Organizational Leadership Awards (Large or Midsize)
Recognizes organizations that not only have their own comprehensive greenhouse gas inventories and aggressive emissions reduction goals, but also exemplify extraordinary leadership in their internal response to climate change, and engagement of their peers, partners, and supply chain.
Application and Submission Instructions
- Review the general eligibility requirements and the specific evaluation criteria for the Organizational Leadership Award category specified below.
- Download the 2021 Climate Leadership Awards Application: Organizational Leadership (16 pp, 251 K, August 2020) and the Organizational Leadership Award: Third-Party Reference Form (3 pp, 275 K, August 2020). Completed reference forms may be submitted via email to applications@ClimateLeadershipAwards.org, or submitted by the applicant along with their application form (see below)
- Complete the application package, save it to your computer. Collect any required or additional supporting information.
- Submit application and supporting materials online via the CLA SmarterSelect portal.
PLEASE NOTE: If applying for an award in more than one category, submissions must be made separately for each. An organization may not reapply for an award category in which it has won in the past two years (e.g., an organization that won in a category in 2019 may not reapply for the same category until the 2022 awards, however, it can apply in another category if it meets the eligibility requirements for that category).
- Applicants must have significant operations in the United States. Given the global nature of climate change, the majority of greenhouse gas emissions reductions do not have to occur in the United States.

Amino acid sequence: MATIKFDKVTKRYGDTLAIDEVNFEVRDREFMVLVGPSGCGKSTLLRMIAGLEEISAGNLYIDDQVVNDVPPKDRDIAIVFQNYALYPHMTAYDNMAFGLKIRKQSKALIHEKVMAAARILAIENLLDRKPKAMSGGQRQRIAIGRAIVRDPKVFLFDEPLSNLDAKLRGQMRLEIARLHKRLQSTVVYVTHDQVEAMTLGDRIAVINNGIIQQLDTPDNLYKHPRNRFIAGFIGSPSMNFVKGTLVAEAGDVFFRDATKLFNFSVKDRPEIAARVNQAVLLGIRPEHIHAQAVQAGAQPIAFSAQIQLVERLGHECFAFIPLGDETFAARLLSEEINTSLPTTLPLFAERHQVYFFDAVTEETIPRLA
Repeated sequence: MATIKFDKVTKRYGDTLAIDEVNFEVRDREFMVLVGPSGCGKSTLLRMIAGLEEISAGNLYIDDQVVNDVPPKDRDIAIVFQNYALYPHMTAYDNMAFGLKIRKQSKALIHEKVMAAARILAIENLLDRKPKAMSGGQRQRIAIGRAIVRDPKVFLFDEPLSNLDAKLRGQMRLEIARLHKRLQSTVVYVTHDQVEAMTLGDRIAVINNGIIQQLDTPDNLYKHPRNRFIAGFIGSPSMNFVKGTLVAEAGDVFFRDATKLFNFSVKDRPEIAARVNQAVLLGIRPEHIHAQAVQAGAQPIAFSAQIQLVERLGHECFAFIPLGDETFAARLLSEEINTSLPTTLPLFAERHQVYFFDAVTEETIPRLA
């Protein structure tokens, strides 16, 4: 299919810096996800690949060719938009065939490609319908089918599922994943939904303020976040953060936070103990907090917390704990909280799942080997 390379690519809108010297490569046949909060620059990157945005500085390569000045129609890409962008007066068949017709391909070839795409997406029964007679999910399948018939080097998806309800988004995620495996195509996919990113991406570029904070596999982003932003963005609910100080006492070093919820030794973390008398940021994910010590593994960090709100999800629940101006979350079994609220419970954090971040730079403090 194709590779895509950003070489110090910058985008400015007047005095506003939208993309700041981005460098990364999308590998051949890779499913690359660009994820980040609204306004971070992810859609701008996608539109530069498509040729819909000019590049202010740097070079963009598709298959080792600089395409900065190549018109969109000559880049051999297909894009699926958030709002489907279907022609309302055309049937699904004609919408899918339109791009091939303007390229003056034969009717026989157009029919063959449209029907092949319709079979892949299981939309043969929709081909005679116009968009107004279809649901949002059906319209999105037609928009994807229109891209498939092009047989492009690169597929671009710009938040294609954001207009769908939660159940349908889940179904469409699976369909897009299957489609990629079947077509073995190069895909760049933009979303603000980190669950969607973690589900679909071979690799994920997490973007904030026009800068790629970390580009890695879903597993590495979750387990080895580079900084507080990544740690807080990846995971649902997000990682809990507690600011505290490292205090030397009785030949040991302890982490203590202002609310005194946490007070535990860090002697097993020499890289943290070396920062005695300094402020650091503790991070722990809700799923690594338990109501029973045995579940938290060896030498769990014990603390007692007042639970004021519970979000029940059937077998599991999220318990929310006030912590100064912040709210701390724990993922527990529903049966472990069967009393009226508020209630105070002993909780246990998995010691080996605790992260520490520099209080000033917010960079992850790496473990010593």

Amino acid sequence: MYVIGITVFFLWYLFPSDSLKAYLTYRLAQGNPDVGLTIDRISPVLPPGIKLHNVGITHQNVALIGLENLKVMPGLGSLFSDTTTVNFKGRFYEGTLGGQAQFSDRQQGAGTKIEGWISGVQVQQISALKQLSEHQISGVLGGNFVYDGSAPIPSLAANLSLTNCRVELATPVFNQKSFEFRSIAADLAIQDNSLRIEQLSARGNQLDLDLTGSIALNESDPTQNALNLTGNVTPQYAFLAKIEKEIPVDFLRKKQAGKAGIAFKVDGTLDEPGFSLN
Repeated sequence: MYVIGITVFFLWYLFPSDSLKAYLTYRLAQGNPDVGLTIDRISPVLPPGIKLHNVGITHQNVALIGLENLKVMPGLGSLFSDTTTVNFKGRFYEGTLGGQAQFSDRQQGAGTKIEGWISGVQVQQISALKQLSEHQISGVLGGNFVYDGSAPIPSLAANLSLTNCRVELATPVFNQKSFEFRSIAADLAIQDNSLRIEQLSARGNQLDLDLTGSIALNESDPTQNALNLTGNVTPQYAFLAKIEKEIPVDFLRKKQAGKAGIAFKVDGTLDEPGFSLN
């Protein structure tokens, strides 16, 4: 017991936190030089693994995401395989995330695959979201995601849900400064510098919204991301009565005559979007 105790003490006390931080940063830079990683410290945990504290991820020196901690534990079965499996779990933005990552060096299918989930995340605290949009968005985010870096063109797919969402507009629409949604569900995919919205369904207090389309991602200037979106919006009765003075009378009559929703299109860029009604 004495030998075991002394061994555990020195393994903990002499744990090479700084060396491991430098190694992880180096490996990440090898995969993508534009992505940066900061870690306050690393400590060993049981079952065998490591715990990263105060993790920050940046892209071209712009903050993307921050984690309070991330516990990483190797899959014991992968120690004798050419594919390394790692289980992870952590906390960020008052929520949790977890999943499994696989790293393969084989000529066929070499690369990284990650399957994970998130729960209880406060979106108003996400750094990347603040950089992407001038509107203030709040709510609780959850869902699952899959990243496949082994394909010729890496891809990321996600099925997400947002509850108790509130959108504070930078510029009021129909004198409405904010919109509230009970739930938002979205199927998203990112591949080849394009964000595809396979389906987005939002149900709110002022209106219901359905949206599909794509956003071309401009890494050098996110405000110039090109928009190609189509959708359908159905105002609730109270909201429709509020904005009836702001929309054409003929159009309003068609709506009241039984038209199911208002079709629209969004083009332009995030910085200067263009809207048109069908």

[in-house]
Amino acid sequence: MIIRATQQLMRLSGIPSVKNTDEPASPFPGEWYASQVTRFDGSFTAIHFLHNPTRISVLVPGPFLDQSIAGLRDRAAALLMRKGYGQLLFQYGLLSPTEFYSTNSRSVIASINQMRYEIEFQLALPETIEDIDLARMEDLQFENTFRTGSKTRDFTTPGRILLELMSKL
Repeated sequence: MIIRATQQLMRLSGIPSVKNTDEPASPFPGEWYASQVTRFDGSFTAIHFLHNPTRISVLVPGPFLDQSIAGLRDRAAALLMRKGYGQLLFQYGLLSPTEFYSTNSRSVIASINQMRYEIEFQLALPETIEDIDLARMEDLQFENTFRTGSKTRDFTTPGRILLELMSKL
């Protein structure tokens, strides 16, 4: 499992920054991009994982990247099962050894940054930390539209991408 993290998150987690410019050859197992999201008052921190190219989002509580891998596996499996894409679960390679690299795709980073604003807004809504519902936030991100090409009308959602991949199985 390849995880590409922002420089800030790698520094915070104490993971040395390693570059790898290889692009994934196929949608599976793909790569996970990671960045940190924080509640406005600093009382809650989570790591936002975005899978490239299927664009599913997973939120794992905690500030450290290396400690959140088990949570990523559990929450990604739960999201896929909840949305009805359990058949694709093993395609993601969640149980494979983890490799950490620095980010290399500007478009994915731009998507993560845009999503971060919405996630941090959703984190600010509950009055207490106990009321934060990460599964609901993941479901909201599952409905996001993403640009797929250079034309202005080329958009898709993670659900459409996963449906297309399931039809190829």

- Meet one of the following descriptions:
- Organizational Leadership Award – Midsize:
- Legally-recognized corporate organization with annual revenue over $10 million and at least 100 employees
- Governmental entity or academic organization with annual budget over $10 million and at least 100 employees
- Organizational Leadership Award – Large:
- Legally-recognized corporate organization with annual revenue over $100 million
- Governmental entity or academic organization with annual budget over $100 million
- Organizational Leadership Award – Midsize:
- CLA applications and applicants may be reviewed and evaluated for environmental, civil rights, and/or financial improprieties. An application may be denied if the applicant/organization is found to be in serious violation of environmental regulations, civil rights, or financial impropriety by the CLA Steering Committee. Where areas of concern are identified, additional follow up may be conducted.
- Exemplary climate leadership activities must have taken place between January 1, 2018 and December 4, 2020. However, applications may also refer to actions that commenced before that time and continued into the application period and the length of time an action has been in practice, or which explains how that prior activity served as a foundation for ongoing and more current activities.
GHG Inventory & Verification Requirements
- GHG inventory must be publicly reported and include both Scope 1 and 2 emissions. The organization must report both location-based and market-based Scope 2 emissions for both the base year and the achievement year.
- Organizations may track progress toward a goal using a single base year or a base period that reflects an average of annual emissions over several consecutive years.*